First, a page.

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Feeling a Little Shellfish

Why Lisbon's Cervejaria Ramiro is one of Portugal's best seafood restaurants
Cervejaria Ramiro's giant tiger prawn | Photo: Courtesy of Cervejaria Ramiro
Giant Tiger Prawn

The 59-year-old Cervejaria Ramiro is one of the most famous seafood joints in Lisbon, but unlike just about every other restaurant in Portugal, you won't find any bacalhau on the menu. Instead, the family-owned Ramiro focuses exclusively on shellfish—and it's not messing around. With around 20 varieties (most of them swimming in massive tanks that line the restaurant's walls), it's a haven for anyone with a penchant for bottom-feeders and a serious craving for freshly steamed lobster.

With that many species (not to mention a probable language barrier), chances are you'll have a difficult time navigating the menu. After all, what exactly is an edible crab? And who's heard of a Mediterranean murex?

Here's a little shellfish what's-what to help you order the perfect Portuguese feast.

Prawn Star
Order a plate of shrimp in Portugal and they'll likely arrive peel-and-eat style: steamed, head-on and still in their shells. And that's what you'll get at Ramiro if you opt for a serving of the Algarve shrimp, harvested from Portugal's southernmost coast. But if you're in the mood for something more unusual, order the carabineros, also known as scarlet shrimp for their bright red color. Technically prawns, these guys, along with the restaurant's much larger giant tiger prawn, might remind you of lobster. Grilled and split down the middle, the latter is served in a pool of spicy melted chile butter with a lemon wedge, naturally.

Rock Lobster
You've got a couple of options when it comes to choosing your crustacean. If you're in the market for one of the bigger guys, opt for a warm-water lagosta nacional, or a rock or spiny lobster (remember: tail meat only here), or a cool-water lavagante, aka the European lobster, which has claw meat. You can even go smaller: Ramiro serves sweet langoustines (the menu lists them as Norwegian lobsters, or lagostim) and even slipper lobsters, aka witches or sea locusts. Though the name's not very appealing, these little guys are known for both their sweet tail meat and texture, which is most often described as being a cross between that of lobster and shrimp.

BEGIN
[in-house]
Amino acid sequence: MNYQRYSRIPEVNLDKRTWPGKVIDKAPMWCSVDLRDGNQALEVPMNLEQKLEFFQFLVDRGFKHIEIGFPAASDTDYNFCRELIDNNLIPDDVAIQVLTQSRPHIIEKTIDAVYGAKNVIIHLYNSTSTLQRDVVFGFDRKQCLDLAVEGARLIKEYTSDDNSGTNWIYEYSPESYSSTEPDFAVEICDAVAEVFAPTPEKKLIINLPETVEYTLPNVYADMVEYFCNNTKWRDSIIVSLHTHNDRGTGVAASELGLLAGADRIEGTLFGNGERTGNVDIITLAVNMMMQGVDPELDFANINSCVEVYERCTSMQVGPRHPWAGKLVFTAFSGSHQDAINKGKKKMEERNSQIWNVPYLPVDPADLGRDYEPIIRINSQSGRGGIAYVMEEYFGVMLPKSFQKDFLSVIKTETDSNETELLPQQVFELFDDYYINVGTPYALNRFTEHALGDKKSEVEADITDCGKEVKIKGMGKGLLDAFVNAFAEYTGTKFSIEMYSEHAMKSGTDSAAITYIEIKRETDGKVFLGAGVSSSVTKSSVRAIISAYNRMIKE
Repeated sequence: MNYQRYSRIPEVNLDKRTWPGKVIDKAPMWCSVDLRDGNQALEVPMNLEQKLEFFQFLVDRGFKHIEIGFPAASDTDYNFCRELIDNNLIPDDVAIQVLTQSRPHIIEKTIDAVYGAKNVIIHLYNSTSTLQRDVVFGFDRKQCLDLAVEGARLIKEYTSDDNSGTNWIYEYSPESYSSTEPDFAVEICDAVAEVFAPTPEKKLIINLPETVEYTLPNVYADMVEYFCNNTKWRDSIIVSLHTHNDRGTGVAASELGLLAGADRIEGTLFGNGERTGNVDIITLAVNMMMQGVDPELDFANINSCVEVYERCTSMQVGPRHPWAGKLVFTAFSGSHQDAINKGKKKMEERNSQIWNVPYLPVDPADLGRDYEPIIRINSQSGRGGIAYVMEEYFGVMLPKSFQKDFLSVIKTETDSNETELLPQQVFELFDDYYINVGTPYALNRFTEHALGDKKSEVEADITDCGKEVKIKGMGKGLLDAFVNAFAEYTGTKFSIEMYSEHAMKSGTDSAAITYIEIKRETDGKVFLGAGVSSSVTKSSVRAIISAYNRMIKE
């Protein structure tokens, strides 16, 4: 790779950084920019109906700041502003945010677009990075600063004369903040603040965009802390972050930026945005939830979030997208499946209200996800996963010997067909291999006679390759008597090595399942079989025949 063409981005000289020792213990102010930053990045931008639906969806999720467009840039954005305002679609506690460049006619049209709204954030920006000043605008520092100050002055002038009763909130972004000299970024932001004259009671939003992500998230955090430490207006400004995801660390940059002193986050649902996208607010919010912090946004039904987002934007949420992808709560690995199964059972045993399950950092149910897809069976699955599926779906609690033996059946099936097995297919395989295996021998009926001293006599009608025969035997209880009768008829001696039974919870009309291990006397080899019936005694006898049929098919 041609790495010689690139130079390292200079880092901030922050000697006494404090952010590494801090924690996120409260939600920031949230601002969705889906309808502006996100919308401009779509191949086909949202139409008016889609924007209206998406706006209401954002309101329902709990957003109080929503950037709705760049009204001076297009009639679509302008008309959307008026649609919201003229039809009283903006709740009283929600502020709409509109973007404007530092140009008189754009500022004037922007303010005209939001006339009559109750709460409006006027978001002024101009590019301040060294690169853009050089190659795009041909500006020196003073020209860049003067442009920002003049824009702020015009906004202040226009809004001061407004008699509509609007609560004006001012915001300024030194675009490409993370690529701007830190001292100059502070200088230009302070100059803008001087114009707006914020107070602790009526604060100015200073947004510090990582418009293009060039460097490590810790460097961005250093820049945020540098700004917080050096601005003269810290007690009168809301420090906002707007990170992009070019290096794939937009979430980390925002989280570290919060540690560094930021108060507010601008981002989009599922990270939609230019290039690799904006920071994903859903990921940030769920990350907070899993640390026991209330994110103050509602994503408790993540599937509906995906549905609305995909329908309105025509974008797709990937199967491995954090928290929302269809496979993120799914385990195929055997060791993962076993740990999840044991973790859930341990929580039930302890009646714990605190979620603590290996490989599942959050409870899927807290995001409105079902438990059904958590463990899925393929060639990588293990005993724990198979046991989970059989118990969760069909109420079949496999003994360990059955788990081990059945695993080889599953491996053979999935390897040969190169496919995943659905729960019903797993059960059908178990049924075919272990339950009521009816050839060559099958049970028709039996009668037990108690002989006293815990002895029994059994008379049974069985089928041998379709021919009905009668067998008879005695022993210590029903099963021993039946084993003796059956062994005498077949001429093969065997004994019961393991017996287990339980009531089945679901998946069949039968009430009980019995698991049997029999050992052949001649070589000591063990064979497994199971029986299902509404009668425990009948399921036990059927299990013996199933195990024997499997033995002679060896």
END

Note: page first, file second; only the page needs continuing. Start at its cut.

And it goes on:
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Crab Mentality
In this category, you're looking primarily at three species: small, bright-red swimming crabs; much larger European spider crabs (you'll eat the legs); and something called an edible crab or brown crab, which arrives with a little white mallet for breaking down the knuckles and claws and extracting the meat. The best part though might just be what's in the body: Ramiro serves a sauce (in the shell, no less) made with the fattier brown meat, perfect for spooning over the butter-soaked garlic toasts that come with your meal.

Brachiopods, Bivalves and Barnacles
Let's get into the oysters, clams, barnacles and snails. The snails at Ramiro don't look like your common escargot. Rather, they are sea snails, which are known to be much milder and less earthy than their land-bound brethren. You'll find a couple of varieties here, like whelks, popular in Northern Europe and often likened to clams in taste, and the larger murex, popular in the Mediterranean but known to be a bit tougher.

It's in this category, too, that you'll find the strangest-looking thing on the menu: goose barnacles. Steamed but served cold, the bits require peeling, and it's well worth the effort. While grasping the hard shell (the toe, if you will), gently peel off the outer skin to reveal the briny, delicious neck meat.

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